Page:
After the rebels have been brutally overpowered by the Empire on their newly established base, Luke Skywalker takes advanced Jedi training with Master Yoda, while his friends are pursued by Darth Vader as part of his plan to capture Luke.
Luke Skywalker joins forces with a Jedi Knight, a cocky pilot, a wookiee and two droids to save the universe from the Empire's world-destroying battle-station, while also attempting to rescue Princess Leia from the evil Darth Vader.
Thomas A. Anderson is a man living two lives. By day he is an average computer programmer and by night a hacker known as Neo. Neo has always questioned his reality, but the truth is far beyond his imagination. Neo finds himself targeted by the police when he is contacted by Morpheus, a legendary computer hacker branded a terrorist by the government. Morpheus awakens Neo to the real world, a ravaged wasteland where most of humanity have been captured by a race of machines that live off of the humans' body heat and electrochemical energy and who imprison their minds within an artificial reality known as the Matrix. As a rebel against the machines, Neo must return to the Matrix and confront the agents: super-powerful computer programs devoted to snuffing out Neo and the entire human rebellion. Written by
All of the references to street corners (e.g. Wells and Lake) are real intersections in Chicago, USA, The Wachowskis' hometown. The subway train has signs for "Loop," another Chicago reference. The film however is quite obviously not set in Chicago or any other real city (though it was filmed in Sydney). See more »
When Neo passes through the metal detector before the lobby shootout, the side profile shot as he is stopped by the guard has him with his jacket halfway open. He is clearly unarmed as he is wearing a normal belt and there are no guns under his jacket. However, he then opens his jacket from a completely closed state to reveal that he is wearing a fully loaded gun belt with both weapons and ammo. See more »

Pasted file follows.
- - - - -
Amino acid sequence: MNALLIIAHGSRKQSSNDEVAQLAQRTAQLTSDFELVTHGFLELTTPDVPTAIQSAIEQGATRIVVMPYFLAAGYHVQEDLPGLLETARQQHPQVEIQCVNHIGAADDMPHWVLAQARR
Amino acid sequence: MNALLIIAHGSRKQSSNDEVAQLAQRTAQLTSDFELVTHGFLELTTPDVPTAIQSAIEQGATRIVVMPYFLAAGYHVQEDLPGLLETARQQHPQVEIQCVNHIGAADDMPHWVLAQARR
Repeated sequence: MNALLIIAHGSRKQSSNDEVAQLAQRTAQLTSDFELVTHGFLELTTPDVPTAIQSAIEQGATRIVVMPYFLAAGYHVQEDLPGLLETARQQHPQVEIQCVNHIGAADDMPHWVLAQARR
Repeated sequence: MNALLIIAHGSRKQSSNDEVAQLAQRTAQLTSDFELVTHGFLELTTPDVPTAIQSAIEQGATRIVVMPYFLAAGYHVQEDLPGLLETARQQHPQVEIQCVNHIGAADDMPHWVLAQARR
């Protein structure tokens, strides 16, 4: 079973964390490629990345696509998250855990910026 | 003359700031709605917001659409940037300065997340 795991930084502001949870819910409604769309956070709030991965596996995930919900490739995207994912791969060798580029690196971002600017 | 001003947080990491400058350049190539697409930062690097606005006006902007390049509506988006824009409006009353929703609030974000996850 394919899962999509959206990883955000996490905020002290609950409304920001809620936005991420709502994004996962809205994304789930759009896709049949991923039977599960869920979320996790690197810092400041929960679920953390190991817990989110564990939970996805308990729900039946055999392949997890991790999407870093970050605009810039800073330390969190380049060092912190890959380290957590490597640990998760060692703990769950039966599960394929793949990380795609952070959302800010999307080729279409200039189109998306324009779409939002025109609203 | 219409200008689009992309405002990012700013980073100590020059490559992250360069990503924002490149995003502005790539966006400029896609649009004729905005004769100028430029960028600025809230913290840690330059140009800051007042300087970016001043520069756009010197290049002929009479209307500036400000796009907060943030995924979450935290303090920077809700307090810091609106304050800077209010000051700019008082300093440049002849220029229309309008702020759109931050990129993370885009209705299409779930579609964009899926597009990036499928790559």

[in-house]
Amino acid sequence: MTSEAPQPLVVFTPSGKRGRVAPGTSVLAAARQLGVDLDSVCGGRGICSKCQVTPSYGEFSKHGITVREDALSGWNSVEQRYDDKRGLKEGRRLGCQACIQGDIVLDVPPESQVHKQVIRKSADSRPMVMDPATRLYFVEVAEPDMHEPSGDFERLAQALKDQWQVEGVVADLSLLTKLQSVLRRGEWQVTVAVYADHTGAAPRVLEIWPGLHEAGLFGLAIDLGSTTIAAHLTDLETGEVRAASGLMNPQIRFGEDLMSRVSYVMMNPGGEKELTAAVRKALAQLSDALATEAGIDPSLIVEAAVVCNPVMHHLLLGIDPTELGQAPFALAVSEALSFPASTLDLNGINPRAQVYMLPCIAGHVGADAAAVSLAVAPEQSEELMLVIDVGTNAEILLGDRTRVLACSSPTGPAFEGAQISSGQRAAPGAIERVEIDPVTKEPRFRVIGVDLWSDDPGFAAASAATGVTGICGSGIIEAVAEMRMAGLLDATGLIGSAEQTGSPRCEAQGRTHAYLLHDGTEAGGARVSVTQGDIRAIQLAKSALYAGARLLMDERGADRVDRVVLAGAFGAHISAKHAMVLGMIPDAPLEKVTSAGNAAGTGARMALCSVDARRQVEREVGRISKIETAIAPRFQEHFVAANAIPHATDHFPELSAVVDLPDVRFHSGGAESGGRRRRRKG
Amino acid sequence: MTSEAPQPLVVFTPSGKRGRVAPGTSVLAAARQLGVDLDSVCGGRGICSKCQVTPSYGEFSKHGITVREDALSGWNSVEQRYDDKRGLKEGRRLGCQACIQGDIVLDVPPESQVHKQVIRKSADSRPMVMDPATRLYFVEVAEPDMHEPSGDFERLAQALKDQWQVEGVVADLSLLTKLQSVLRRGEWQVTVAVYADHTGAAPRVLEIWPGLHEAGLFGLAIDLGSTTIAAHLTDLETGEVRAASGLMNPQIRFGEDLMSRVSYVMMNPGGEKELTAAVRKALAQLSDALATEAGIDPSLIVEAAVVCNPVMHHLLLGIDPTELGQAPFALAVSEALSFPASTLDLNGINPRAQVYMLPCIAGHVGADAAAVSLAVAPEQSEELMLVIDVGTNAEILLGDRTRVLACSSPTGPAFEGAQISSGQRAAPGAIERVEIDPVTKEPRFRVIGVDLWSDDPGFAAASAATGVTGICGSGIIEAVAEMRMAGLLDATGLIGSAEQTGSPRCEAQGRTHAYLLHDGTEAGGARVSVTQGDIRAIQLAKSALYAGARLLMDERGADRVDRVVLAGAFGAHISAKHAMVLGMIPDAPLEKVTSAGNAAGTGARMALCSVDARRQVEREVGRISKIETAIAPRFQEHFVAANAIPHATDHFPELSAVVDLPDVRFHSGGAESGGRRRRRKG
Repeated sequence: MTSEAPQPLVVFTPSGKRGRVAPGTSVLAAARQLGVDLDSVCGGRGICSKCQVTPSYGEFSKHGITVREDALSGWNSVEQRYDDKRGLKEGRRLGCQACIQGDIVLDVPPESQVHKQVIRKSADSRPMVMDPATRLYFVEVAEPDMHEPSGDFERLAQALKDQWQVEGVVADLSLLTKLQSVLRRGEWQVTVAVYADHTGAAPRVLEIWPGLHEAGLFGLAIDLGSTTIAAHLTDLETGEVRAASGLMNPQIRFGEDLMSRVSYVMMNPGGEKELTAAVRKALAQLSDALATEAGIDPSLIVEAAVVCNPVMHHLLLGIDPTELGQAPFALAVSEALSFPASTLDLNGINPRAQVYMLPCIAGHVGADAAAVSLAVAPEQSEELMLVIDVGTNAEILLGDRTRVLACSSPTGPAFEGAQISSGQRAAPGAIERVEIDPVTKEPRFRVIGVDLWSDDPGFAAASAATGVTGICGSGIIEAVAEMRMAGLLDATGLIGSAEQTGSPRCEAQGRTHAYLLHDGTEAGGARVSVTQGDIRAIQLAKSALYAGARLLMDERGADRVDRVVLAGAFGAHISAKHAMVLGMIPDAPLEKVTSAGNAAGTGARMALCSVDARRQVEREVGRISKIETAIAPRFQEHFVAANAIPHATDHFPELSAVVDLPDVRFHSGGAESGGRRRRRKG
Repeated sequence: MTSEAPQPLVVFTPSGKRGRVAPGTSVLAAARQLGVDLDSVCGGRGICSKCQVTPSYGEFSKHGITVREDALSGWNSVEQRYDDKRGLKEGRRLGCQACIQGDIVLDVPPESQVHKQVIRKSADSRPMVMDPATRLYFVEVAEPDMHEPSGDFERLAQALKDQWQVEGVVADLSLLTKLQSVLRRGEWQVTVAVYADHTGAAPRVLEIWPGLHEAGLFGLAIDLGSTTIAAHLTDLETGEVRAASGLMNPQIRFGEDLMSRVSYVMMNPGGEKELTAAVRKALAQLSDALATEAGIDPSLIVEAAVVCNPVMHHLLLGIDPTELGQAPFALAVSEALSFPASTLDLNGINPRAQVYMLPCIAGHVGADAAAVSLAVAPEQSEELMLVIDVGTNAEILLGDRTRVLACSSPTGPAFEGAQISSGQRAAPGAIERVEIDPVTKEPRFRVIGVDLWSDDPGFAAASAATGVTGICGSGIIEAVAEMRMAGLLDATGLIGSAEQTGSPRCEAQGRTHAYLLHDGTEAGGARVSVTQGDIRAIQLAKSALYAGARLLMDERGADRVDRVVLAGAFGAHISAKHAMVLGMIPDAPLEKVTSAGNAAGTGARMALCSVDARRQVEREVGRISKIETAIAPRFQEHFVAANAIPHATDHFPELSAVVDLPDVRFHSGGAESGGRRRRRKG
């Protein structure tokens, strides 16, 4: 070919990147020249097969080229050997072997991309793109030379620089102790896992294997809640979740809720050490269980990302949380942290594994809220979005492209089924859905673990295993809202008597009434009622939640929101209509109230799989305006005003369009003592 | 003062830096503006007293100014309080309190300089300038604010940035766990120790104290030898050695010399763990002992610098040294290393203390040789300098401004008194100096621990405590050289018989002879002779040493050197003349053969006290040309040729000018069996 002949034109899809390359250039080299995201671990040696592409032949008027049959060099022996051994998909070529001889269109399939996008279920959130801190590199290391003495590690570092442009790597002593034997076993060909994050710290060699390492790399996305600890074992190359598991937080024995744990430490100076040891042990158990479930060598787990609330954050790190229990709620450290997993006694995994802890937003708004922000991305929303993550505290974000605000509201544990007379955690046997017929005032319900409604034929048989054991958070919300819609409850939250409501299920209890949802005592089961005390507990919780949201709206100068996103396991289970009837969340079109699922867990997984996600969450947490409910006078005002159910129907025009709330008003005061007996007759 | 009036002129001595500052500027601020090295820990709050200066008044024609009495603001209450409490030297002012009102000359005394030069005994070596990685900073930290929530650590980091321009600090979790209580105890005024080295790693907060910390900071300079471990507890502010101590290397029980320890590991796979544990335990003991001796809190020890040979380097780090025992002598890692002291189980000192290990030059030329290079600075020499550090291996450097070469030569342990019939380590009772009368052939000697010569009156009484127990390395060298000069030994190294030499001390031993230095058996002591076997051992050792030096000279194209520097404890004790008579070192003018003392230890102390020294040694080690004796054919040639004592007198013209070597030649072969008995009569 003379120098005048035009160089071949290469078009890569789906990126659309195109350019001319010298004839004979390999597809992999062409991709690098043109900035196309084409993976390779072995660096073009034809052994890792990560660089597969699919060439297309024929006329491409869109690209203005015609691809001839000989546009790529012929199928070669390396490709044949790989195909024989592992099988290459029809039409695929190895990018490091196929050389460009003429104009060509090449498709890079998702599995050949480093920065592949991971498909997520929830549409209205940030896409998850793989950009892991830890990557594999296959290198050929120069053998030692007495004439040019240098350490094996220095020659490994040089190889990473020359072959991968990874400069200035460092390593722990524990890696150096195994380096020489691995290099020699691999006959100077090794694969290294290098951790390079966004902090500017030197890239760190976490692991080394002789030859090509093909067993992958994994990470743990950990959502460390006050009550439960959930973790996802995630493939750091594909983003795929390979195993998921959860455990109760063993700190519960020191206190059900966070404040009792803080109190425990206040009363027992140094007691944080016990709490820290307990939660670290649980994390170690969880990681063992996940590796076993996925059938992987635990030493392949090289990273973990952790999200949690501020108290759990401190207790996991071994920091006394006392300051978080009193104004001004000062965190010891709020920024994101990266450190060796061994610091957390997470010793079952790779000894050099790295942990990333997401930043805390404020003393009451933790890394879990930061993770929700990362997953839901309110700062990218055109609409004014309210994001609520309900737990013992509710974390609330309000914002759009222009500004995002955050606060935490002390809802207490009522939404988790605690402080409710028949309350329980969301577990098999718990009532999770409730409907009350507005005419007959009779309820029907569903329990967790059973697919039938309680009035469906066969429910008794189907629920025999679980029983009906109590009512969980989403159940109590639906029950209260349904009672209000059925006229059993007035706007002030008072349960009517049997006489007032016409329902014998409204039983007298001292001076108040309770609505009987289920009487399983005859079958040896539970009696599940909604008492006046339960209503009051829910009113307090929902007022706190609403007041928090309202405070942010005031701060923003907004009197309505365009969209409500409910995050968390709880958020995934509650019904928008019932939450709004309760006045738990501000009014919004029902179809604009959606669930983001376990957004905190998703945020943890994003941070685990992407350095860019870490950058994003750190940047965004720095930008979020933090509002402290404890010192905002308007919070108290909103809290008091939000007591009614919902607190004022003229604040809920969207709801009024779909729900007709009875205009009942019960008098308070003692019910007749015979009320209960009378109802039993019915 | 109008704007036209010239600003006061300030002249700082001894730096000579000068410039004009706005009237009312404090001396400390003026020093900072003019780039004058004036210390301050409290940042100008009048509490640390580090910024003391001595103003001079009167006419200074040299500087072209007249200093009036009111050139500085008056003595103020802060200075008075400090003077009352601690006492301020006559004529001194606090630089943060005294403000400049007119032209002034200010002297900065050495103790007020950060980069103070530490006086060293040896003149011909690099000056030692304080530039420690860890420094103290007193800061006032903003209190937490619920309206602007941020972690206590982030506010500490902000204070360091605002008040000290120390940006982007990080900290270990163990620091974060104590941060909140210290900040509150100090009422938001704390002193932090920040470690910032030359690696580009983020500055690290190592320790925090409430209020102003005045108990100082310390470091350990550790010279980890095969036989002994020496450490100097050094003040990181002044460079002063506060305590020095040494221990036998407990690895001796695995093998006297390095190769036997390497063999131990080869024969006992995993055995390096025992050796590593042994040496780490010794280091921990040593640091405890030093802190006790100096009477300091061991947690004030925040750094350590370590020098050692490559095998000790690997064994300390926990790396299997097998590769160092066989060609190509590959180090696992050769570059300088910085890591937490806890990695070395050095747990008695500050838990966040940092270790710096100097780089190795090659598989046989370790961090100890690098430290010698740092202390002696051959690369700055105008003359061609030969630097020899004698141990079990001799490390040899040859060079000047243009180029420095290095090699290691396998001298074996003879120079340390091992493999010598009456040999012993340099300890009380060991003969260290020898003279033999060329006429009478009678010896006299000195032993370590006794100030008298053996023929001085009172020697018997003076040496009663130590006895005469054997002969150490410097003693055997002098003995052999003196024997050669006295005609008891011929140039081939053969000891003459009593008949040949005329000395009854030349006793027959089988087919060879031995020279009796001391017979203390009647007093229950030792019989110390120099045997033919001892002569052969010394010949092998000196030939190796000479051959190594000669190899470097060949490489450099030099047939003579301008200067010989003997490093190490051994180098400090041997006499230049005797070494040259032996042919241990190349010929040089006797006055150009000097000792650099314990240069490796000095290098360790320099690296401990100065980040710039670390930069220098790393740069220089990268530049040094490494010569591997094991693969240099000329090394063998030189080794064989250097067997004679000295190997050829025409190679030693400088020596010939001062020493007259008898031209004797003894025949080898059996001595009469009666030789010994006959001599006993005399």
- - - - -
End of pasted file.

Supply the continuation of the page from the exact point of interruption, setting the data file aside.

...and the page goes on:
Is everything in place?
You weren't supposed to relieve me.
I know, but I felt like taking a shift.
You like him, don't you? You like watching him.
Don't be ridiculous.
We're gonna kill him. You understand that?
Morpheus believes he is the one.
[...] See more »
There are no opening credits beyond the production logos and the title. See more »
The Wachowski brothers really did excel themselves with this movie. It's a brilliant movie on a number of different levels - the directing is excellent, the camera work is great, the visuals are stunning, the kung-fu is A+, acting is executed with style and conviction, and the plot is truly inspired. It's really hard to use enough superlatives on this movie!
It'd be a 10/10, except for the ending. Having Neo do what he does at the end really lets it down, in my opinion. However, there's a couple of sequels on the way, so let's see what the Wachowskis can do to make up for it.
Other than that, (and like I said above) the movie is operating on so many different levels that each time you watch it, you pick up something new... this isn't by accident, either. The Wachowski brothers had the actors read a number of definitive works (Simulation & Simulcra was one I believe) in modern literature and psychology, and applied liberal dashings of aspects of the major religions to provide the best sci-fi movie of the decade, if not ever.
I'm yet to meet somebody who hasn't enjoyed it. It's my favourite movie to watch on a good cinema system, too.
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